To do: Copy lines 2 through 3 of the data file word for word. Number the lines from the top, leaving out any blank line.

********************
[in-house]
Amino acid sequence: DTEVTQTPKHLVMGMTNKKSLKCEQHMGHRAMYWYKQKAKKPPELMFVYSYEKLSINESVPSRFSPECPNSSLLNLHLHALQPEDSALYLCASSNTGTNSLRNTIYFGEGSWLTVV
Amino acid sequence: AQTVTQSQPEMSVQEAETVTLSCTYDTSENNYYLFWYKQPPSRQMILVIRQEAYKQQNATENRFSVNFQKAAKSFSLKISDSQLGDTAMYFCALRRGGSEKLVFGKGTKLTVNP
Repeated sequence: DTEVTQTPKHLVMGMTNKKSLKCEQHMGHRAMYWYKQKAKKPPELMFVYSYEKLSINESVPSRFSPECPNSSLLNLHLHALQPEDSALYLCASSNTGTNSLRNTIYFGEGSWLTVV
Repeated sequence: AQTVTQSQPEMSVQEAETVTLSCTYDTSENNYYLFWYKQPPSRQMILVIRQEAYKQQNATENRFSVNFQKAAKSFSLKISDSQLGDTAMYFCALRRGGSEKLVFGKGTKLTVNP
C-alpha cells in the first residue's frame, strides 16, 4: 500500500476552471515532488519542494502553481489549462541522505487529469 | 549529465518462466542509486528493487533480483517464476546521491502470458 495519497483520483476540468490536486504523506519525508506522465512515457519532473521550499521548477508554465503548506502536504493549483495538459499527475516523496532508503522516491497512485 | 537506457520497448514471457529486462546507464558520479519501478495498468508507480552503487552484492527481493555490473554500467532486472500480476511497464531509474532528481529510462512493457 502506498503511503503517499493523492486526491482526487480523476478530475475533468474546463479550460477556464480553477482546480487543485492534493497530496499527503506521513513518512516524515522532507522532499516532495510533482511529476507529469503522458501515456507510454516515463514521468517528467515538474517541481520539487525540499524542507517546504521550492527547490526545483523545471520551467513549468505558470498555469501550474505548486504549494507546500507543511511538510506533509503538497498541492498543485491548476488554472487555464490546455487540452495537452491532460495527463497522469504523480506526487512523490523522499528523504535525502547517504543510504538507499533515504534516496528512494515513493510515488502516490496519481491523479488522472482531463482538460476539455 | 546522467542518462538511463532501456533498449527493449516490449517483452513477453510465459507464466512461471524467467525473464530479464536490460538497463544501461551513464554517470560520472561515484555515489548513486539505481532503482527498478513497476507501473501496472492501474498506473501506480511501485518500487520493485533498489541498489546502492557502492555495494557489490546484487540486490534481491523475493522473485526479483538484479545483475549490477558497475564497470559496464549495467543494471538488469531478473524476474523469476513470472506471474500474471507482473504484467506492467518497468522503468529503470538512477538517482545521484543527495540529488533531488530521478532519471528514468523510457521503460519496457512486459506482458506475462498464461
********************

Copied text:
Amino acid sequence: DTEVTQTPKHLVMGMTNKKSLKCEQHMGHRAMYWYKQKAKKPPELMFVYSYEKLSINESVPSRFSPECPNSSLLNLHLHALQPEDSALYLCASSNTGTNSLRNTIYFGEGSWLTVV
Amino acid sequence: AQTVTQSQPEMSVQEAETVTLSCTYDTSENNYYLFWYKQPPSRQMILVIRQEAYKQQNATENRFSVNFQKAAKSFSLKISDSQLGDTAMYFCALRRGGSEKLVFGKGTKLTVNP